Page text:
Tag Archive for 'labor'

Basketcase City

Here is an inter­est­ing item in the Buf­fa­lo News… it seems for­mer may­or James D. “Jim­my” Grif­fin is start­ing a “grass-roots” cam­paign to recall his suc­ces­sor, May­or Masiel­lo. Just as Buf­fa­lo is start­ing to do the right things it needs to do to get out of finan­cial chaos, past specters respon­si­ble for the mess the city finds itself in are in are resur­fac­ing to reassert their influ­ence.

There is no mon­ey in the city cof­fers, and NY State is occu­pied with rebuild­ing NY City… yet Grif­fin finds it nec­es­sary to stir up pop­ulist anger at the mayor’s insis­tence that a city of 290,000 can­not afford 2-man police cars.

Now, I’m sup­port­ive of unions, and labor in gen­er­al. But, they’ve got the city hijacked—it’s just not the city of half-mil­lion that it was in 1905. My sub­ur­ban child­hood town, Amherst, prob­a­bly has more class-A office space that 10 Buf­fa­los… the reign­ing cul­ture there is one of the auto­mo­bile.

If You Build it, They Will Come
The State built the new cam­pus of the Uni­ver­si­ty at Buf­fa­lo—on unde­vel­oped land in Amherst in the 60s—in such a way as to con­fuse pedes­tri­ans. The park­ing lots and mega-steel-and-glass-box build­ings are on a scale unfath­omable to the pedes­tri­an. It could take you thir­ty min­utes to walk from the dor­mi­to­ries to class, and the only thing that sep­a­rates you are vast park­ing lots and curv­ing 8-lane roads. This sort of destruc­tive and unprece­dent­ed plan­ning will make an ago­ra­phobe out of any­one that isn’t high on some­thing… There is no urban fabric—you can’t com­fort­ably walk down a block and buy a coke at the news stand on the way to sta­tis­tics. The street isn’t lined with a buffer of parked cars or trees to insu­late the pedes­tri­an from the street. No. This would be the tra­di­tion­al way of plan­ning. Are the streets planned at all?

The fact is, the only way the Uni­ver­si­ty at Buf­fa­lo makes any coher­ent sense is from 75 mph out your car win­dow on Inter­state-990, (inci­den­tal­ly a use­less, sprawl-induc­ing high­way built to link yet-to-be-built shod­dy cul-de-sacs north of the city, to the new cam­pus). And from a reac­tionary admin­is­tra­tive point of view, this kind of build­ing assures total con­trol over the “streets”, a wor­ry of these types in the tur­bu­lent 1960s.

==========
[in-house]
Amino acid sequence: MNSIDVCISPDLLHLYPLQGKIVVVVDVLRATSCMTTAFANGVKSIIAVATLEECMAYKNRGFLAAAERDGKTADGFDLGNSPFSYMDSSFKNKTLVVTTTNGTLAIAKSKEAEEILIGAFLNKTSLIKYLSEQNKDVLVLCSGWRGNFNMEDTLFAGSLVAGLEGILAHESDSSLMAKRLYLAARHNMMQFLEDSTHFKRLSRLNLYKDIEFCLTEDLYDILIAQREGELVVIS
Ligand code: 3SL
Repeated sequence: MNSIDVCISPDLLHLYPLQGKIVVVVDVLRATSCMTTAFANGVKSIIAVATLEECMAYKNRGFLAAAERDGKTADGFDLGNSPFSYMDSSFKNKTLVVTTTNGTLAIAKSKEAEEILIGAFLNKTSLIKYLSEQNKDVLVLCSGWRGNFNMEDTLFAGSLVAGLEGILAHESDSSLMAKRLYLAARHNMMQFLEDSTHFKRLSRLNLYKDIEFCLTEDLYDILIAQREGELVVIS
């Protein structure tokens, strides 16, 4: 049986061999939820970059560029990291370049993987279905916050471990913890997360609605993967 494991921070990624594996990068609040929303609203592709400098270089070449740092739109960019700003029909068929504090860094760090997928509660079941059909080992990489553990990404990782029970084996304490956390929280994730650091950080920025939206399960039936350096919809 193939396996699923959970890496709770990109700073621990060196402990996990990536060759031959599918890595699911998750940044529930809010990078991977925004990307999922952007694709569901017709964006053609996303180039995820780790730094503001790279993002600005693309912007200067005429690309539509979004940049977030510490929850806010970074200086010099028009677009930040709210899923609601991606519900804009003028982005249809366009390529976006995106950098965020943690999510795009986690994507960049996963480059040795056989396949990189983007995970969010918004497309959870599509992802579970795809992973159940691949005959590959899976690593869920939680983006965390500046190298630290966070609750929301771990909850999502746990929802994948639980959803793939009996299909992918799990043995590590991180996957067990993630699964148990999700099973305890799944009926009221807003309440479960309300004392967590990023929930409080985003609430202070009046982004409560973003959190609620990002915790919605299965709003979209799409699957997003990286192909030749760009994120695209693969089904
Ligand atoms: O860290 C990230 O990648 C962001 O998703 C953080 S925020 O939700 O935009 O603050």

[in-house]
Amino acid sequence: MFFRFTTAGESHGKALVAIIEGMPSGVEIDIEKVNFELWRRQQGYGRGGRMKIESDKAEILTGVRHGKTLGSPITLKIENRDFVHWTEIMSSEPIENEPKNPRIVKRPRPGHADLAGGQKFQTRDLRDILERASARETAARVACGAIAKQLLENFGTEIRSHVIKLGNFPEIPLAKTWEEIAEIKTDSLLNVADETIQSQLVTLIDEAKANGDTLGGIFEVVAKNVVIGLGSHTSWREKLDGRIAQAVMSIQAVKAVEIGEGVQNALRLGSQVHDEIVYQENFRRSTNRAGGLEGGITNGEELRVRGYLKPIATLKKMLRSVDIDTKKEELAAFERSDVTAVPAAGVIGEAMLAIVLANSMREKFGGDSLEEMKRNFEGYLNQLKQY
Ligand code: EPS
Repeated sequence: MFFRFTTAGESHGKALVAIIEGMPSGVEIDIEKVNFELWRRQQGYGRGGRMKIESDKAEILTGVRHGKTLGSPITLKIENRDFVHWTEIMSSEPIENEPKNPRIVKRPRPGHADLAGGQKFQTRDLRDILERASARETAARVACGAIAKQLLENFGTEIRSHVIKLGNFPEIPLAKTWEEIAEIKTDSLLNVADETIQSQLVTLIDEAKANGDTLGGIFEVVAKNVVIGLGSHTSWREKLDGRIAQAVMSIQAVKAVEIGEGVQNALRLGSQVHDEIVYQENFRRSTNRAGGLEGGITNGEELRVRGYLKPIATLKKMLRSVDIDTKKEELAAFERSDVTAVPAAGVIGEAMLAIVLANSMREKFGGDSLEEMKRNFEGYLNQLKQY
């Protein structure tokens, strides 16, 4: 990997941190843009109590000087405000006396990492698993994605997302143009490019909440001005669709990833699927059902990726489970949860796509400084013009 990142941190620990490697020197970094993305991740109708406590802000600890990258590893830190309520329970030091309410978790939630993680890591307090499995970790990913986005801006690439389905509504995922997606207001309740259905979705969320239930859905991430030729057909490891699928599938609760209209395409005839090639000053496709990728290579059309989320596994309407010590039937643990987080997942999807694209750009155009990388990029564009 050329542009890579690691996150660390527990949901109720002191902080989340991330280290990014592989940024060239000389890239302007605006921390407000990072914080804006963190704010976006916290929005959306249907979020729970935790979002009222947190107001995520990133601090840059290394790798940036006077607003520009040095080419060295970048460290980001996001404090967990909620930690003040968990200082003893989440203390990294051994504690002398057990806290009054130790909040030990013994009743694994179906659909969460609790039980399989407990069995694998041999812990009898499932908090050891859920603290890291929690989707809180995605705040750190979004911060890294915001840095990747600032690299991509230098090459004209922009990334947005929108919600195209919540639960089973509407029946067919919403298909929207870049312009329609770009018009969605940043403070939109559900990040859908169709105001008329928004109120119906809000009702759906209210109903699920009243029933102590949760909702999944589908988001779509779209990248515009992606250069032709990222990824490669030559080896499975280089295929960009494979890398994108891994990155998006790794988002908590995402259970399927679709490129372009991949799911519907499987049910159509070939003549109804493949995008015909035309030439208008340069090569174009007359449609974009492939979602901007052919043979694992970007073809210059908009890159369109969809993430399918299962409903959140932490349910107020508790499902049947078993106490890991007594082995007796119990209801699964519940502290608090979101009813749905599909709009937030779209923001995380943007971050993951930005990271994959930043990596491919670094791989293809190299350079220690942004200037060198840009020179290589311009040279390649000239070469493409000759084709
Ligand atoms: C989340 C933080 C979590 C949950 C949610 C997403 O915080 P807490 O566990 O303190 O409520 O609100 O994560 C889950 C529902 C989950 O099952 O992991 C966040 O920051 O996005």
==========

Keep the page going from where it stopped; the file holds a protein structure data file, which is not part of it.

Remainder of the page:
A Cul­ture of Dash­boards
Where was I? Oh yes. The auto­mo­bile. The Cul­ture in Buf­fa­lo. It must be changed. Or at least mod­i­fied, and we’ve got to for once put an end to peo­ple like Jim­my Grif­fin. Irish politi­cians, gen­er­al­ly speak­ing, have a par­tic­u­lar knack for killing cities for their own per­son­al gain. In my mind, James D. Grif­fin was the most cor­rupt city may­or of the past 25 years, eclipsed recent­ly only by Bud­dy Cian­ci in Prov­i­dence. His neigh­bor­hood cronies ran the city into the ground, going so far as to poi­son the man-made lake in Delaware Park, by dump­ing chem­i­cals such that it wouldn’t freeze for ice-skaters. No, Grif­fin is only inter­est­ed in tak­ing care of his clan in South Buf­fa­lo, and the whole damn rest of you can go fuck your­selves.

Speak­ing of his Irish clan, always mind­ful to under­line their white, and there­fore priv­i­leged sta­tus, the Irish politi­cians iden­ti­fy sta­tus sym­bols that might hide the oth­er­wise sad state of the city. The car, and sub­ur­ban devel­op­ment in gen­er­al, are pre­cise­ly their cho­sen sym­bols. They can’t nec­es­sar­i­ly move into a 4 bed-room McMan­sion in Amherst, how­ev­er they can afford a five-year old Chevy or Ford—and avoid tak­ing the sub­way or, god-for­bid, the bus sys­tem (which are pri­mar­i­ly employed by the African-Amer­i­can pop­u­la­tion). They envy the new sub­ur­ban, car-ori­ent­ed devel­op­ment of strip malls and park­ing lots, and politi­cian like Grif­fin decid­ed that this was pre­cise­ly the kind of con­struc­tion need­ed in the city. What result­ed, was a mess. Dri­ve down main street from the 198 to down­town to see what i mean. You can lit­er­al­ly dri­ve through there with­out see­ing peo­ple on the street for blocks—and this is a 4-lane road

Cities should be orga­nized to facil­i­tate sub­ur­ban­ite com­muters. Right? Well, this kind of thing isn’t going to be sus­tain­able in Mia­mi, Las Vegas, Philadel­phia or Detroit—much less Buf­fa­lo. In fact, the finan­cial real­i­ties that are start­ing to sur­face in less-off places like Buf­fa­lo should be a kind of warn­ing. We won’t always have cheap oil, and it should be evi­dent that cities actu­al­ly offer a healthy way of life. Walk to work. Ride a sub­way car with peo­ple from dif­fer­ent clans than you. Pre­serve our his­tor­i­cal build­ings, because they were built bet­ter than any build­ing in the past 50 years.

The Restora­tion
Walk to work? These sort of ideas belong to elites, and that explains why the Irish politi­cians (and oth­ers like James Pitts, the African-Amer­i­can Com­mon Coun­cil Pres­i­dent), resist efforts in this direc­tion. They’re too caught up in what they per­ceive to be sta­tus sym­bols, i.e., cars, krispy kremes, that they don’t real­ize that the health of the city and region depends on the health of its neigh­bor­hoods. And, yes Mr. Pitts, we will have to invest in the minor­i­ty neigh­bor­hoods. But until we put some mon­ey in the cof­fers, and work on erod­ing the per­cep­tion that cities are for non-car dri­ving pub­lic-hous­ing types. It’s a mania that can­not sus­tain itself.